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Wednesday, January 6, 2010

Apotheosis (you always wanted to know what it means, right?) / Sotah 14a

“Apotheosis” is one of those words I run into now and then and have to look up each time. It never sticks in my head, but hopefully this posting and this piece of gemara will work like Crazy Glue.

“Apotheosis” comes from the Greek ἀποθεόω meaning “to deify” or “become divine.” The term refers to an individual or group that has been elevated to godlike stature. Historical examples include the Hellenistic leader Philip II of Macedonia and most of the Roman emperors. Here is the famous painting, “The Apotheosis of Homer,” by Jean-Auguste Dominique Ingres (1780-1867).

In Ingres’ imagination, Homer rises above the human realm to join the divine beings in heaven.

The type of apotheosis our Sages have in mind, as reflected in the teaching of R. Chama b. Chanina in Sotah 14a is quite different: one becomes most godlike when one engages in the difficult, uncomfortable, and messy work of caring for those most vulnerable and most hurting here on earth in this world.

The Sages are discussing the location of Moses’ burial site. It has been suggested that it is a magical, mystical place that no human can locate, or perhaps that it is located near Baal-Peor to atone for the egregious sin committed there (see account in Numbers chapter 25). Into this discussion a teaching of R. Chama b. Chanina is inserted because his last (of four) points relates directly to the burial of Moses:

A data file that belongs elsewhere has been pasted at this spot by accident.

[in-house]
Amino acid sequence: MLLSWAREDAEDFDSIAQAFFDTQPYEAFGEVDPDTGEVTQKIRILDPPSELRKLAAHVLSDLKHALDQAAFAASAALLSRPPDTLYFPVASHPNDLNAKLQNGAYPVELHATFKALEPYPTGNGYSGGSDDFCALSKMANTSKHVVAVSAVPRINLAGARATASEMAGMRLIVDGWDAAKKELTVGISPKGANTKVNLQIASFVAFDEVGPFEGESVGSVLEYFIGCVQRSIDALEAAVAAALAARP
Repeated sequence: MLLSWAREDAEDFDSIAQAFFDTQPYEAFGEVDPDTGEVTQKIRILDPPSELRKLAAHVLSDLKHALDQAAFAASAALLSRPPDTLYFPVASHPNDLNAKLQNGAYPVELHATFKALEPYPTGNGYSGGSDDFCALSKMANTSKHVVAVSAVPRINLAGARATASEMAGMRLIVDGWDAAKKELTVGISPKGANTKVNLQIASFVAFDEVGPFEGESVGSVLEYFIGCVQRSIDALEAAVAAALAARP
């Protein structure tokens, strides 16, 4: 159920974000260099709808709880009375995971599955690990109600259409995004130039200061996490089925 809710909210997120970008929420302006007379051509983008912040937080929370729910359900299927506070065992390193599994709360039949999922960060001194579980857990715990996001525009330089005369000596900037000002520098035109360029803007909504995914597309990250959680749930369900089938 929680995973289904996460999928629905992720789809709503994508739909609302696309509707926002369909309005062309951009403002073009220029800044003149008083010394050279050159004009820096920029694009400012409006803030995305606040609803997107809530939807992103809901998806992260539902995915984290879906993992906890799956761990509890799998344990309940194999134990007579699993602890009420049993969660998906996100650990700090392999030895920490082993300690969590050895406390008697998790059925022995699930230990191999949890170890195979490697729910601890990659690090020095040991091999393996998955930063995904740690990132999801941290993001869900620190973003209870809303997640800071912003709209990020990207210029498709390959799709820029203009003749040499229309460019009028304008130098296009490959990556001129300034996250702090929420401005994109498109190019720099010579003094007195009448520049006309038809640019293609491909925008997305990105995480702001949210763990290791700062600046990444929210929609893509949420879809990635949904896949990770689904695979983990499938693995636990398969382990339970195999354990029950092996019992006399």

R. Chama b. Chanina further said: What is the meaning of the text: You shall walk after the Lord your God (Deuteronomy 13:5)? Is it even possible for a human being to walk after the Shechinah; for has it not been said: For the Lord your God is a devouring fire (Deuteronomy 4:24)? But [the meaning is] to follow after the attributes of the Holy One, blessed be God. Just as God clothes the naked, as it is written: And the Lord God made for Adam and for his wife coats of skin, and clothed them (Genesis 3:21), so should you also clothe the naked. Just as the Holy One, blessed be God, visited the sick, as it is written: And the Lord appeared to him by the oaks of Mamre (Genesis 18:1), so should you also visit the sick. Just as the Holy One, blessed be God, comforted mourners, as it is written: And it came to pass after the death of Abraham, that God blessed Isaac his son (Genesis 25:11), so should you also comfort mourners. Just as the Holy one, blessed be God, buried the dead, as it is written: And [God] buried him in the valley (Deuteronomy 34:6), so should you also bury the dead.
Four specific behaviors are mentioned:
  1. Clothing the naked
  2. Visiting the sick
  3. Comforting the bereaved
  4. Burying the dead